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Road ends for Busch Gardens monorail

Published May 14, 1999|Updated Sep. 29, 2005

Park officials say the coolest ride in the park must go to make way for improvements.

For 33 years, it has been the slow and steady.

While roller coasters boasted thrills and heart-palpitating dips, the monorail at Busch Gardens crawled along, providing safe and serene views of the park's wildlife.

On Thursday, the oldest ride at Busch Gardens slowed to a permanent halt.

"Our future plans, which we won't share with anyone, require some space that currently is taken up by monorail," said Robin Carson, Busch Garden's executive vice president and general manager. "This is our way of making us more competitive."

As Florida amusement parks spent billions on flashy and breathtaking new rides, the monorail remained a stalwart of times past, when merry-go-rounds still got kids wide-eyed and inverted roller-coasters had not yet reached the drawing board.

For Busch Garden aficionados, the closing marked a sad passage.

"It's really too bad," lamented Elf Pessagno, a season-pass holder who was visiting the park Thursday with her boyfriend. "That was one of the best features. You could see everything from above."

Officials said the ride's closure had nothing to do with economics. While not the most popular ride in recent years, it had enjoyed steady ridership.

The decision also had nothing to do with the wear and tear of time, they said.

"The monorail has been maintained very well," said Will Darnell, a park spokesman.

In recent years, it suffered some mishaps.

In May 1994, one train rear-ended another, forcing one slightly off track. In April, a school bus hit a monorail support beam, causing little damage to the monorail system but injuring 11 middle school students and a chaperone from Jacksonville.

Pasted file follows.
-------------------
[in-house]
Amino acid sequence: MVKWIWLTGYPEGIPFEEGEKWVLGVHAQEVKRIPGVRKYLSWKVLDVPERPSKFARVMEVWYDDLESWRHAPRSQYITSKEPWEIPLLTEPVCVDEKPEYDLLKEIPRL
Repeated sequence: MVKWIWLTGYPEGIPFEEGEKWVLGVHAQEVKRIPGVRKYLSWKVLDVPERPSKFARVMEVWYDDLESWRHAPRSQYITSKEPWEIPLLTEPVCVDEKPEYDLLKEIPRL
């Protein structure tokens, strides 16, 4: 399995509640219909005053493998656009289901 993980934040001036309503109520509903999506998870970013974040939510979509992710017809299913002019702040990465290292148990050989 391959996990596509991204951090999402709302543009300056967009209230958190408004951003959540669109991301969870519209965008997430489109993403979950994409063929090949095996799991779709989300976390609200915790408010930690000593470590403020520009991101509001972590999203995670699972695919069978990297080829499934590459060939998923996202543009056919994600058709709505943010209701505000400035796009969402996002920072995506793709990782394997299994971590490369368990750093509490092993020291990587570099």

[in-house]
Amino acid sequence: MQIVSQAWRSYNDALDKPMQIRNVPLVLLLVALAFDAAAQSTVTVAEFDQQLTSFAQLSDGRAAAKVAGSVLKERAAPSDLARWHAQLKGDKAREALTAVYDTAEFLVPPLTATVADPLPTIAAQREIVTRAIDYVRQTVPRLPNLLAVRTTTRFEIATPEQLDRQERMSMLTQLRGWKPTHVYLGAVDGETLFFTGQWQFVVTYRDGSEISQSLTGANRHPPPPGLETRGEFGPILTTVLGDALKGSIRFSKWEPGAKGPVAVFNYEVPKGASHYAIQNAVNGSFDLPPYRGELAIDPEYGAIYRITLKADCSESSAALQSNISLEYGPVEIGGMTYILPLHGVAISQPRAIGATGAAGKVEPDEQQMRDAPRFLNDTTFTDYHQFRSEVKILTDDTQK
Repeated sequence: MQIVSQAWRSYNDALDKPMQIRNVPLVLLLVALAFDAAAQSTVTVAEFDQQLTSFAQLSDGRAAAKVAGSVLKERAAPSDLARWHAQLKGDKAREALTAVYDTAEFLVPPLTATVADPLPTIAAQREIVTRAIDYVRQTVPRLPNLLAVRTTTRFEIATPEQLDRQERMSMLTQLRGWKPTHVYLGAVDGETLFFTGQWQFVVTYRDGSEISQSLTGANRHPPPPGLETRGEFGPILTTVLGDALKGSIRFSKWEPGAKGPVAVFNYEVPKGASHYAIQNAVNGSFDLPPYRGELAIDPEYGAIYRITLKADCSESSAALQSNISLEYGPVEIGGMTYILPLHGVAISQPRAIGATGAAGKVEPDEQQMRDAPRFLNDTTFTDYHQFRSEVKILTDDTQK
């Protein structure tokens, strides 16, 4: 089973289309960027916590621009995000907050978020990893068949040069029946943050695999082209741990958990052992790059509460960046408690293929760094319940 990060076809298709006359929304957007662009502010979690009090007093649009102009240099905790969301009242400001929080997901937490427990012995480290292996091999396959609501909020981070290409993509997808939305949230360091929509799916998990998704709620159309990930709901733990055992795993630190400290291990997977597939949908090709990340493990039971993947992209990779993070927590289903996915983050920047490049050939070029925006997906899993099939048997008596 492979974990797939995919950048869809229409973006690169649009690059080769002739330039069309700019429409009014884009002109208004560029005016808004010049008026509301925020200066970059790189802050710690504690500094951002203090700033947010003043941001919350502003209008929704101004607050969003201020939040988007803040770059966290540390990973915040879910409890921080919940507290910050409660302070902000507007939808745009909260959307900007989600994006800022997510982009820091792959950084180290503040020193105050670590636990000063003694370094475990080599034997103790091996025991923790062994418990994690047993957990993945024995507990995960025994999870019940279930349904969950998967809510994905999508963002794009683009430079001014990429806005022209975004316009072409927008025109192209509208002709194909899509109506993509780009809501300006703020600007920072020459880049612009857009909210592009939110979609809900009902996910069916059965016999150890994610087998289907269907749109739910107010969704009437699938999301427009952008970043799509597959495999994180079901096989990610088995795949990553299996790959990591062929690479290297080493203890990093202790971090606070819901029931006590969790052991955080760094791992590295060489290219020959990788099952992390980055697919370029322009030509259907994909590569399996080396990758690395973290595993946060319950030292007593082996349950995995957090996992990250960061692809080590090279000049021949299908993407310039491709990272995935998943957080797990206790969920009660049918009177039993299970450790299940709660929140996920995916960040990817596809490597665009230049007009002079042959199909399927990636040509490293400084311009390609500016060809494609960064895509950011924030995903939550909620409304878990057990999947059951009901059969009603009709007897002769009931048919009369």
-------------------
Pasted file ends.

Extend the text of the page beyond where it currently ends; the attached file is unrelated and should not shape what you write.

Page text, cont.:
Last month, the ride was taken out of service for annual maintenance. Before it was given the once over, park officials decided it should be put out of service for good.

The monorail, which cost $1.3-million to construct in 1966, shuttled millions of park visitors through the 70-acre Serengeti Plain, providing a close-up of the animals and a 20-minute break for visitors looking to rest weary feet and enjoy a blast of air conditioning.

"'It was a nice way to get a tour of everything while you got to cool down," said Dennis Andersen, 48.

For others, the ride offered a glimpse of the park's attractions, and a chance to plot a course.

"It was always one of the first rides we checked out. It gave you a chance to see everything and then decide what to do," said Kenneth Case, 44, as he shepherded a throng of students through the park.

Without the monorail system, visitors still will have transportation options within the park.

The Skyride, a gondola ride, and the Trans-Veldt Railway, which chugs along the periphery of the park, will remain in operation. In addition, the Serengeti Safari truck tours will offer viewing opportunities of the Serengeti Plain, for an added cost.

Visitors, officials said, will soon forget the monorail ever existed. "It's nothing new in the theme park industry," Darnell said. "Rides come and go."


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